Christmas is known as the most wonderful time of the year for a reason: because it’s incredible wherever you get to spend it. If you’re hoping to spend Christmas abroad in the near future, then we’ve got you covered today! In this post, we’re delving into how you can spend the festive season in Italy, France, England and Spain.
Italy’s Christmas celebrations begin on December 8th right through until January 6th, so you can have almost an entire month to celebrate the festive season if you like! It’s important to note that the most important date in Italy’s Christmas calendar is Christmas Eve, also known as la Vigilia. On this day, the Italians avoid eating meat or fish, in order to prepare their bodies for the following day. In the evening, it’s tradition to attend midnight Christmas mass. On Christmas Day, a large all-day lunch with multiple different courses is held, featuring numerous traditional Italian dishes like lasagne, panettone and pasta in brodo. If you’ll be in Italy for Christmas, check out our range of tours.
In France, the feast of St. Nicholas falls on December 6th, which is a common day for giving Christmas gifts to children in the north. In other parts of France, gifts are exchanged on Christmas Day itself, or alternatively on January 6th, the Feast of the Kings. The main Christmas meal in France is called Réveillon and is eaten on Christmas Eve, both before and after midnight mass. It tends to include roast turkey or goose, venison, oysters, chestnuts, foie gras, lobster, and a variety of cheeses. In terms of dessert, the usual is a chocolate sponge cake called bûche de Noël, but there can be up to 13 at a Christmas meal. Yes, you read that right, 13! Anyone have a sweet tooth? We think we’ll be spending Christmas in France for the foreseeable future! Be sure to check out our selection of Paris tours.
Christmas in England is all about spending time with families and loved ones: pulling crackers, munching on mince pies and the best dinner of the year on Christmas Day. Fun fact: mince pies aren’t actually made from literal mincemeat but rather stewed fruit and plenty of alcohol. Because if any time is the right time to indulge, it’s Christmas! The festive season is a time of hanging stockings by the fireplace and enjoying the feast of all feasts on December 25th. Think turkey, ham, stuffing, gravy, Yorkshire puddings, vegetables and every kind of potato you can think of. After that, it’s essentially time to sleep off the food coma in a comfy chair by the fire as you watch Harry Potter or Titanic on the TV. The most wholesome of wholesome days, don’t you agree? If you happen to be in the UK during Christmas, make sure to check out our London tours.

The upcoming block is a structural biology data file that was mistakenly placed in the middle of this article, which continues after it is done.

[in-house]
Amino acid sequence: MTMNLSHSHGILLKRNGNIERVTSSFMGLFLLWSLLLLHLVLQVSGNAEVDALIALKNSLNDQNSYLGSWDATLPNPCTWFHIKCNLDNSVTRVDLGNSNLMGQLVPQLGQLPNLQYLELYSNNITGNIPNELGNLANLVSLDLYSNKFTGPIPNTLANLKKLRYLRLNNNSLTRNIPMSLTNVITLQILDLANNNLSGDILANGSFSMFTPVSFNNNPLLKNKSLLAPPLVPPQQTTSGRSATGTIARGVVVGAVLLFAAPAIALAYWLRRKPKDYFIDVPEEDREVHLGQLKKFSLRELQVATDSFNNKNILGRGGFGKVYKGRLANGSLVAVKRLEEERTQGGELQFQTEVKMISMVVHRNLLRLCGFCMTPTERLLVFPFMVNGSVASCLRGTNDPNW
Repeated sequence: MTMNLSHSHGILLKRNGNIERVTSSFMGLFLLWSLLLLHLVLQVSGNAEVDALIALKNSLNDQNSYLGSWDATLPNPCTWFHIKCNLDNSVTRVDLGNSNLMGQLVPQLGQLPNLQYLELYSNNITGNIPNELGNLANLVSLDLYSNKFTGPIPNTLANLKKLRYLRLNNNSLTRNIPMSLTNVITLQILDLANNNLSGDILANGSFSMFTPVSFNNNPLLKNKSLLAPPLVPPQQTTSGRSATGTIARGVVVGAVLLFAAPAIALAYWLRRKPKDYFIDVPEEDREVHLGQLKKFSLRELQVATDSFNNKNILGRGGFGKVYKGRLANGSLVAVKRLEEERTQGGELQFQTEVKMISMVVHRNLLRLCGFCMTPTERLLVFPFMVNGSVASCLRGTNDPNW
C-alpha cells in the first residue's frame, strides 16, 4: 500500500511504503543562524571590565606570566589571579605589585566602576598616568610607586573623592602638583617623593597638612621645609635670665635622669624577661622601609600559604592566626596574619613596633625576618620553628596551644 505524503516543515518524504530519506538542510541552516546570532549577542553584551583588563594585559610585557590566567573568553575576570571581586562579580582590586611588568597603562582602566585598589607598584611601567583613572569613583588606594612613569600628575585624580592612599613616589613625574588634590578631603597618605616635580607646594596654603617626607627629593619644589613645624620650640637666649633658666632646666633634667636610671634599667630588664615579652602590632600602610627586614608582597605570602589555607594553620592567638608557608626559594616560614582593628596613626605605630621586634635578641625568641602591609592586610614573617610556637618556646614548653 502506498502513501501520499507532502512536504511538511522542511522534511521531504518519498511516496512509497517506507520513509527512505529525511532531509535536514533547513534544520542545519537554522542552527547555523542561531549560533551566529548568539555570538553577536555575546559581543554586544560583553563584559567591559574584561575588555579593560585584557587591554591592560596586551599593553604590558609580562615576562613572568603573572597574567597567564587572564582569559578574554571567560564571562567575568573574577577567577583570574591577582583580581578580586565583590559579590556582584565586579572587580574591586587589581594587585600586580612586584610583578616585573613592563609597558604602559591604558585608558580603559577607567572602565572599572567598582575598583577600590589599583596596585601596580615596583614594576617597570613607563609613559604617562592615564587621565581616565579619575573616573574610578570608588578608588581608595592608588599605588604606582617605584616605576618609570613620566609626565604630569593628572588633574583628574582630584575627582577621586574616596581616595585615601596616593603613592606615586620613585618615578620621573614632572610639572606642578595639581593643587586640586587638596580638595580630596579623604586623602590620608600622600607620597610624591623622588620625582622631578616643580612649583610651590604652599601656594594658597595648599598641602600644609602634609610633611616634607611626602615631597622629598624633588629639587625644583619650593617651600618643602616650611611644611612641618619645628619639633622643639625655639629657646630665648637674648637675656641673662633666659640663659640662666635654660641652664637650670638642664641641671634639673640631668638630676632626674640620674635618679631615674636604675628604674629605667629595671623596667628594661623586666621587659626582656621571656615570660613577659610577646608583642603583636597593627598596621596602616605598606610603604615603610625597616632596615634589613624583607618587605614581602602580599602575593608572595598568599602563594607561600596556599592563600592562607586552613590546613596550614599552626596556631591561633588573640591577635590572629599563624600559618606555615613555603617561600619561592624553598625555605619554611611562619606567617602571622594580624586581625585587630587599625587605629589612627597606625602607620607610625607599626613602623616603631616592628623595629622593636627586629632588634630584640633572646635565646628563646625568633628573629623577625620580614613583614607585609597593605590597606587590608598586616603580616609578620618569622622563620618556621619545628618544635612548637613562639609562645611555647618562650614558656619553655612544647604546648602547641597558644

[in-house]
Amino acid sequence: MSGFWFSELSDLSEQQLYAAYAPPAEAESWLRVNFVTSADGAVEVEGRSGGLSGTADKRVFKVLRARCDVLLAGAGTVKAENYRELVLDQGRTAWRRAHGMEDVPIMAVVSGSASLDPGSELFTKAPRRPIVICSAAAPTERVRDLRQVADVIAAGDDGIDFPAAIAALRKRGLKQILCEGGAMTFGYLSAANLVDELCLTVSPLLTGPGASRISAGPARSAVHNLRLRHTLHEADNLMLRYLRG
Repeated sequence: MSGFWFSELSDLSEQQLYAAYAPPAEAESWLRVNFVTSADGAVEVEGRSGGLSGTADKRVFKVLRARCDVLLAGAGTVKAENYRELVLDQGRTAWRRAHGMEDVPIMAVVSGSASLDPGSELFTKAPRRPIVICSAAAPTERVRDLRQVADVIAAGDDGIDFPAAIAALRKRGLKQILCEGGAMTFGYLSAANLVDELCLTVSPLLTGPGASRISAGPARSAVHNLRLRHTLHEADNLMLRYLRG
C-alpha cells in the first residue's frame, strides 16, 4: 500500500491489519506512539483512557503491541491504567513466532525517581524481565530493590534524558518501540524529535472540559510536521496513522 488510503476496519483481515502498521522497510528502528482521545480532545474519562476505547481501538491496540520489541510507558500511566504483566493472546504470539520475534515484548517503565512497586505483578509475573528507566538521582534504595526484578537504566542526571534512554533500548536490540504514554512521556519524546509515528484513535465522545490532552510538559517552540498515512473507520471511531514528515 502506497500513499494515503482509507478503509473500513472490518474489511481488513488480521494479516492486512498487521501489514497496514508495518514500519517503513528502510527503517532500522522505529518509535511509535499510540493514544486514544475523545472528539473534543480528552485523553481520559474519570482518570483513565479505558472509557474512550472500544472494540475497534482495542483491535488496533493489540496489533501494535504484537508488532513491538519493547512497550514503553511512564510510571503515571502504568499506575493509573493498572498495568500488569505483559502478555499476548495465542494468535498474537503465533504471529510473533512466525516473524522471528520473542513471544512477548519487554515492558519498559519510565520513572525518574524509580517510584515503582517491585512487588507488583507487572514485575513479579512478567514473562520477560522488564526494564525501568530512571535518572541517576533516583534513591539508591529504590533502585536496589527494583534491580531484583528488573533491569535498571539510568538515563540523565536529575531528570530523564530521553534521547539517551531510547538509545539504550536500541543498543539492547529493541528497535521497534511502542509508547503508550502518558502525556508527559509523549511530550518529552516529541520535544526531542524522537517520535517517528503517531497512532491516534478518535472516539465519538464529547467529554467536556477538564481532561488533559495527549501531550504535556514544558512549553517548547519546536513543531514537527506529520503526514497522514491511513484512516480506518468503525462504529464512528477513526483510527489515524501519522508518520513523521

In Spain, Christmas Eve is known as Nochebuona and midnight mass is also named ‘La Misa Del Gallo’. In Spain, Beléns (meaning Bethlehem) are very common during the festive season. They’re elaborate nativity scenes that are set up on display in homes, public squares or shop windows. El Gordo is Spain’s Christmas lottery, translating to the ‘Fat One’ due to the large amounts of money that can potentially be won. The Christmas meal is usually eaten on Christmas Eve before midnight mass, and usually consists of seafood, desserts and sweets. There’s also some fun to be had after Christmas in Spain, as December 28th is Dia de los Santos Inocentes, which is the Spanish equivalent of April Fool’s Day. Don’t forget about our tours in Barcelona!